The Chicago White Sox can only hope they acquired the superstar prospect they bargained for last December when trading ace left-hander Chris Sales to the Boston Red Sox for Yoan Moncada, and three other young minor league players.
Why would the Red Sox give up on the 21-year old, switch hitting Cuban exile they reportedly paid $31.5 millions dollars to sign less than two years ago.
His future is still touted. At Low A – Greenville in 2015, he hit 278 BA, 8 HR and 38 RBIs in 306 AB in 81 GP, at Fast A – Salem in 2016, 307 BA, 4 HR, 34 RBI in 228 AB in 61 GP, and second half 2016, at AA- Portland, 277 BA, 11 HR, 28 RBI in177 AB in 45 GP.
Baseball soothsayers still report Moncada is the next best thing since sliced bread. He is rated BA 2nd best of its top 100 2017 major-league prospects, the White Sox’s BA #1 prospect and a five tool player ready to explode onto the major league scene. He is also on display on the cover of Baseball America Prospect Handbook.
Did the Red Sox sour on the young prospect during his 8 GP trial with the parent club last September, when tried at 3B, he hit only a double and three singles in 19 AB in 8 GP, and did not show the power aptitude for 3B play or as Dustin Pedroia’s replacement at 2B.
Maybe Red Sox development folks thought Moncada expendable after watching 20-year old 2017 BA Red Sox #2 prospect, 3B Rafael Devers’ rapid development at Fast A- Salem in 2016. I was told by a major league scout at Frederick last season that Devers was the best player on the field, both teams considered.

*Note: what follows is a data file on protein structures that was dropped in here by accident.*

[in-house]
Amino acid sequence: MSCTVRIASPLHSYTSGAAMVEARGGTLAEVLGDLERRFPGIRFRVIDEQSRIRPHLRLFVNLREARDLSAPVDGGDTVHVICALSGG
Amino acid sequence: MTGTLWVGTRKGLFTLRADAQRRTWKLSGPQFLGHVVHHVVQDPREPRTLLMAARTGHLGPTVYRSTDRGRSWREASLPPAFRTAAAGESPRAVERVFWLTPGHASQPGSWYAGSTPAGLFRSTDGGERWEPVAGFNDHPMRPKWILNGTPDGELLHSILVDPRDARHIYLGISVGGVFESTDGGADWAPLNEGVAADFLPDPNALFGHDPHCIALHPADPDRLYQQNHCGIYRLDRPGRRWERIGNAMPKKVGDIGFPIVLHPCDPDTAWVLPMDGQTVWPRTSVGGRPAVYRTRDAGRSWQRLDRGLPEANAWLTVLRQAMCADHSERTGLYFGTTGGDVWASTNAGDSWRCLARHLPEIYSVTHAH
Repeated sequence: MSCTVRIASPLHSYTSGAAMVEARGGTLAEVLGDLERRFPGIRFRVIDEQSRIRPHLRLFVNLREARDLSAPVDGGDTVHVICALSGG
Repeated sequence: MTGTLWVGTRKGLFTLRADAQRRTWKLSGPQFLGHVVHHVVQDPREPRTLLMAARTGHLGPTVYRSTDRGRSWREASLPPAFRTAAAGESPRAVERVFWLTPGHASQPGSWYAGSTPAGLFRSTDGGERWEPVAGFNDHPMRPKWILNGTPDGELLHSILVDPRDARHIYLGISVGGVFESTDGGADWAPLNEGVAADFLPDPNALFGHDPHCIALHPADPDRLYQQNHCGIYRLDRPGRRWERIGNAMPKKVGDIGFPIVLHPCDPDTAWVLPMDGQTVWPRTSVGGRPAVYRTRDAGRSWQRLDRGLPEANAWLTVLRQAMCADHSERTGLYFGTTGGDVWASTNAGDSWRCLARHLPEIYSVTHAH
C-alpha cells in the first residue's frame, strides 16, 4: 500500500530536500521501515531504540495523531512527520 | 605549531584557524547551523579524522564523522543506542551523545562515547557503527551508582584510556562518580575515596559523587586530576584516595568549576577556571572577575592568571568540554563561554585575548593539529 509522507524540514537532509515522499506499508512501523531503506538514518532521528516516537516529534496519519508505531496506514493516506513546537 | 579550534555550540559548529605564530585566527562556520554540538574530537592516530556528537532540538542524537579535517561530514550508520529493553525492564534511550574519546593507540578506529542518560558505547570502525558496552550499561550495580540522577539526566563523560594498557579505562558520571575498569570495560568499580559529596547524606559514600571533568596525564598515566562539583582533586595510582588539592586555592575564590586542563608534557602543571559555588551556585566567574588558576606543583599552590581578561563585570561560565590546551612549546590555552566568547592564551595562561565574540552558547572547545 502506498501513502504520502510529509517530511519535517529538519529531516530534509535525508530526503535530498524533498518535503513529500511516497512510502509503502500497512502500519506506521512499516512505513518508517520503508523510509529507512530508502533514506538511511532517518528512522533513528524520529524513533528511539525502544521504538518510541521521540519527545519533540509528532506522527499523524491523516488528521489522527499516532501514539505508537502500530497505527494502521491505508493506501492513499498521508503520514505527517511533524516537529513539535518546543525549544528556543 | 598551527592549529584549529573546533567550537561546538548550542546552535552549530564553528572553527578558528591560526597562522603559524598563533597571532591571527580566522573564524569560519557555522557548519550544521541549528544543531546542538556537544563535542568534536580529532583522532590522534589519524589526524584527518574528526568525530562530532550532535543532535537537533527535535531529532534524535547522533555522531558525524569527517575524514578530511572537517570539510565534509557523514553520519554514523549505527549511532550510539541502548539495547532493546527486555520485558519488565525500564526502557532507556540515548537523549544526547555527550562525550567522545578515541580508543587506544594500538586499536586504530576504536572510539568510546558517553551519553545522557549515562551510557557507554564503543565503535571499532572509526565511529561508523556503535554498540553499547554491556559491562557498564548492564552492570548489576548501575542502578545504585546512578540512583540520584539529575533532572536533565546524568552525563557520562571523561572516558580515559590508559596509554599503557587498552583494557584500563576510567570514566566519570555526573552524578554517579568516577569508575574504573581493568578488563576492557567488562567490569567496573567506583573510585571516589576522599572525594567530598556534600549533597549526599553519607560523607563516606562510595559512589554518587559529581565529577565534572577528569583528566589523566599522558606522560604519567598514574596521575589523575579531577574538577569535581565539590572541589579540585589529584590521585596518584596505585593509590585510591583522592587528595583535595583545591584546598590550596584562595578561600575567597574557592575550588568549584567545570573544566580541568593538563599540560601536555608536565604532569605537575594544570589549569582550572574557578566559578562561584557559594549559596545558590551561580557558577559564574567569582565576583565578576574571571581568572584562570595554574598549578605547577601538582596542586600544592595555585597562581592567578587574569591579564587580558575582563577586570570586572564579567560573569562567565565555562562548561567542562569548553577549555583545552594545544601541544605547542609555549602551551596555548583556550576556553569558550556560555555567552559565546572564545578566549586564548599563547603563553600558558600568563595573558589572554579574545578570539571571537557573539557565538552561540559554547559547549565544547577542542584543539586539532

Did it hurt Moncada striking out 12 of 19 AB at Boston, or 207 of 711 minor league AB and struggling with a low learning curve when given instruction by Red Sox hitting gurus trying to help him shorten his long swing to reach his power potential consistently against older, savvy Fast A and AA pitchers.
Did it hurt him showing a “me now” attitude in the minors, coming out for infield practice, a couple minutes after the 3B, SS, and 1B had already started the grounder warmups or struggling to accept coaching tips on how to play the Red Sox way.
Did it hurt the young prospect ignoring young kids (and adults) requests for autographs and a few minutes conversation at every park in the SALLY, Carolina, and Eastern League he played the past two seasons.
Will it hurt him at Chicago having to beat out hard hitting Todd Frazier or BA #13 White Sox prospect Trey Michalczewski at 3B or Bret Laurie at 2B.
An old baseball philosopher, Mark Twain, once spoke an adage which is applicable to young Moncada, “It’s not the size of the dog in the fight, it’s the size of the fight in the dog.” You can measure how fast Moncada runs, how far he throws, how many fly balls he catches, and how many hr, and base hits he hits, but you cannot measure the size of his desire to win, or his effort to develop his unlimited skills by listening to folks who know.
As Carlos Beltran warned the world baseball when asked last July about the prospects the Yankees received in return in trade for Andrew Miller, Aroldis Chapman, and himself, “A prospect is a prospect. It doesn’t mean they’re going to become a player.”
The question about this young prospect’s future is still out there, Will Yoan Moncada knuckle down to be a bonafide major league star or be content to be just another also ran.